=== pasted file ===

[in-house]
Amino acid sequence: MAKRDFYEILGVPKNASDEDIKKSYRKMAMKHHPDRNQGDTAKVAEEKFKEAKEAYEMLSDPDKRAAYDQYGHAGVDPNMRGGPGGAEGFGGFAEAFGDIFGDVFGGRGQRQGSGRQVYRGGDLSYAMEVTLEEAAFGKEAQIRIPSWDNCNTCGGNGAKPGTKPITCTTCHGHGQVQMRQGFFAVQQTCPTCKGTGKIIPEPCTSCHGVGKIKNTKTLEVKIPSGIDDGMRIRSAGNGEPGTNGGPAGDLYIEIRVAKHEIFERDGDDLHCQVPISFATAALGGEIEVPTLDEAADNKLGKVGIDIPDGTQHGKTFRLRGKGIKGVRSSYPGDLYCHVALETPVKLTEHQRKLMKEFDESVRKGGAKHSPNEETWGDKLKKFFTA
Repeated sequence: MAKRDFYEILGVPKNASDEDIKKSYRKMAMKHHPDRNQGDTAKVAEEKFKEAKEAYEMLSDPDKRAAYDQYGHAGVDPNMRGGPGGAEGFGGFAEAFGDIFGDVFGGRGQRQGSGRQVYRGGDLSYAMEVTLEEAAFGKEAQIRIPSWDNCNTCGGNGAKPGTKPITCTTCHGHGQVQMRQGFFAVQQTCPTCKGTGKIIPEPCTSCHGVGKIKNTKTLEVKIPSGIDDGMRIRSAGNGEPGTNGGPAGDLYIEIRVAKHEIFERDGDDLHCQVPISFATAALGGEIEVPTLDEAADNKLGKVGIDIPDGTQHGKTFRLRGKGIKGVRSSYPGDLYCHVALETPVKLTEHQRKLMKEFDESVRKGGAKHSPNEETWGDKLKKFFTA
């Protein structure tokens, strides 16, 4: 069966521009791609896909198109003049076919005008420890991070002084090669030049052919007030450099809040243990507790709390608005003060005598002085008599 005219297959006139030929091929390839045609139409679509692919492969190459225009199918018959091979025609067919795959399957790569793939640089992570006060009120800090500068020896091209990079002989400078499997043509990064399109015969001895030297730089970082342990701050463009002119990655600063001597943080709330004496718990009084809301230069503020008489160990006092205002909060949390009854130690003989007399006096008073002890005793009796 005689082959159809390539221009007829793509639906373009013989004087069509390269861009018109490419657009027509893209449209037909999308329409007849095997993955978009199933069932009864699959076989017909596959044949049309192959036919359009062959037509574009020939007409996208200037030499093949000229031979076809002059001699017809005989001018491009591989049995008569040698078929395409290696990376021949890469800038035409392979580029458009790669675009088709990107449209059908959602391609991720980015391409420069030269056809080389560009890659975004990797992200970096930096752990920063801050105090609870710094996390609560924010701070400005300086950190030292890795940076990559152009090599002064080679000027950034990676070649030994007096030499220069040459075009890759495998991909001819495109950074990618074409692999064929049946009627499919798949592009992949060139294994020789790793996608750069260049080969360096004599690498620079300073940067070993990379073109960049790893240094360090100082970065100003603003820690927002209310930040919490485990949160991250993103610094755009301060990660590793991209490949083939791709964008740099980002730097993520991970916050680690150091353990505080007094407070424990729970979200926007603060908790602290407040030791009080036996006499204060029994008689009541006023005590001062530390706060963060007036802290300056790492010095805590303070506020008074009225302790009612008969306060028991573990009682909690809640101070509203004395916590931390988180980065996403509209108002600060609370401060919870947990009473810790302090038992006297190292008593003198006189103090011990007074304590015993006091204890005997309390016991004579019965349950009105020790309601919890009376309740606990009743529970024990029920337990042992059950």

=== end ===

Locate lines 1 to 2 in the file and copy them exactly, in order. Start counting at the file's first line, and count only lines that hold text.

[in-house]
Amino acid sequence: MAKRDFYEILGVPKNASDEDIKKSYRKMAMKHHPDRNQGDTAKVAEEKFKEAKEAYEMLSDPDKRAAYDQYGHAGVDPNMRGGPGGAEGFGGFAEAFGDIFGDVFGGRGQRQGSGRQVYRGGDLSYAMEVTLEEAAFGKEAQIRIPSWDNCNTCGGNGAKPGTKPITCTTCHGHGQVQMRQGFFAVQQTCPTCKGTGKIIPEPCTSCHGVGKIKNTKTLEVKIPSGIDDGMRIRSAGNGEPGTNGGPAGDLYIEIRVAKHEIFERDGDDLHCQVPISFATAALGGEIEVPTLDEAADNKLGKVGIDIPDGTQHGKTFRLRGKGIKGVRSSYPGDLYCHVALETPVKLTEHQRKLMKEFDESVRKGGAKHSPNEETWGDKLKKFFTA